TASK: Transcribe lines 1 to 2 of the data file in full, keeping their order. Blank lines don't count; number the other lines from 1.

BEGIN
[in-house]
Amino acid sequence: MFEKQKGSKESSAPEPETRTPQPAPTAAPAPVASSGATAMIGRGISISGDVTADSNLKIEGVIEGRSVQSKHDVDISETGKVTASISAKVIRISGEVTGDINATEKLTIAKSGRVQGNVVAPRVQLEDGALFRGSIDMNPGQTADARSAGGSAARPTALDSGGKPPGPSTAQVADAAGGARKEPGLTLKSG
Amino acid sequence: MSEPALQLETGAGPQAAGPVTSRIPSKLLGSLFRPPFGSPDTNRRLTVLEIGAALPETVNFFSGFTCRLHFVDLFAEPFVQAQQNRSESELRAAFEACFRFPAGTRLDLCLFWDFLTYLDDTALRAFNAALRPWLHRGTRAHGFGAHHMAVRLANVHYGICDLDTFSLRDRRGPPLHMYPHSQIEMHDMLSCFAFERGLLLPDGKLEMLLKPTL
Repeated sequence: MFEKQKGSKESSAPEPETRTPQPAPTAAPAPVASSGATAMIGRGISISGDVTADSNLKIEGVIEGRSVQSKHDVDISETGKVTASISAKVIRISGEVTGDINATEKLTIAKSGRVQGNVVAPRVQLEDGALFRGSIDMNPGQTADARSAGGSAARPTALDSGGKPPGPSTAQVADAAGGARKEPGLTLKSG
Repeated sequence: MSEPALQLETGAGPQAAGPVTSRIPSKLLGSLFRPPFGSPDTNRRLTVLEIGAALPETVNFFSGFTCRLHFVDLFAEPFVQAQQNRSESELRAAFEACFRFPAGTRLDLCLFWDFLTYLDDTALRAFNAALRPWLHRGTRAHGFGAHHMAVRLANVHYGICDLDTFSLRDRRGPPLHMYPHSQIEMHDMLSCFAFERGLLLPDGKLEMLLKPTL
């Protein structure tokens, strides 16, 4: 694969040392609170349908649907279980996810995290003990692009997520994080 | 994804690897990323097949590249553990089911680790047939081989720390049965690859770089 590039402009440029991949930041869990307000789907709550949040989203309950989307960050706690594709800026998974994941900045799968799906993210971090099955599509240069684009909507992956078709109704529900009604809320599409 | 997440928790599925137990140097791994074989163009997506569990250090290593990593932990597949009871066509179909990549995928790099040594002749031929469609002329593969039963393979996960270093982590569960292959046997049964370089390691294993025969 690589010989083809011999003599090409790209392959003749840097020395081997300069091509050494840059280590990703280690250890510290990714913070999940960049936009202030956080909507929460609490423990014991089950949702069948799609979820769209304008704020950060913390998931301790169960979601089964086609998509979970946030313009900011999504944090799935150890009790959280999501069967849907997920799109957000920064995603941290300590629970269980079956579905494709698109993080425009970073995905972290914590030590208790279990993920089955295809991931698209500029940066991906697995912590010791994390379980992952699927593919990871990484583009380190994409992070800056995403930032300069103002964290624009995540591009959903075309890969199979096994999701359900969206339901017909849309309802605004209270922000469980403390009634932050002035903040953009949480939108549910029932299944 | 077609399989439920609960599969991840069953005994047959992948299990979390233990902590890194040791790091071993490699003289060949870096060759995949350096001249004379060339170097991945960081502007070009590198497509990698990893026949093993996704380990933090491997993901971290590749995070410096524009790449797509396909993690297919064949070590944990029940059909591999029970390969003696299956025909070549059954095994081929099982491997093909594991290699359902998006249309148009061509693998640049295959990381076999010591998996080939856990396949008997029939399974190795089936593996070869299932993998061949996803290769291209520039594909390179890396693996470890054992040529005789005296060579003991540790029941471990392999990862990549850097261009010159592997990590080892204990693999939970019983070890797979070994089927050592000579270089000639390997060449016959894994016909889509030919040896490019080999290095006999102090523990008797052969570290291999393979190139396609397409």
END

[in-house]
Amino acid sequence: MFEKQKGSKESSAPEPETRTPQPAPTAAPAPVASSGATAMIGRGISISGDVTADSNLKIEGVIEGRSVQSKHDVDISETGKVTASISAKVIRISGEVTGDINATEKLTIAKSGRVQGNVVAPRVQLEDGALFRGSIDMNPGQTADARSAGGSAARPTALDSGGKPPGPSTAQVADAAGGARKEPGLTLKSG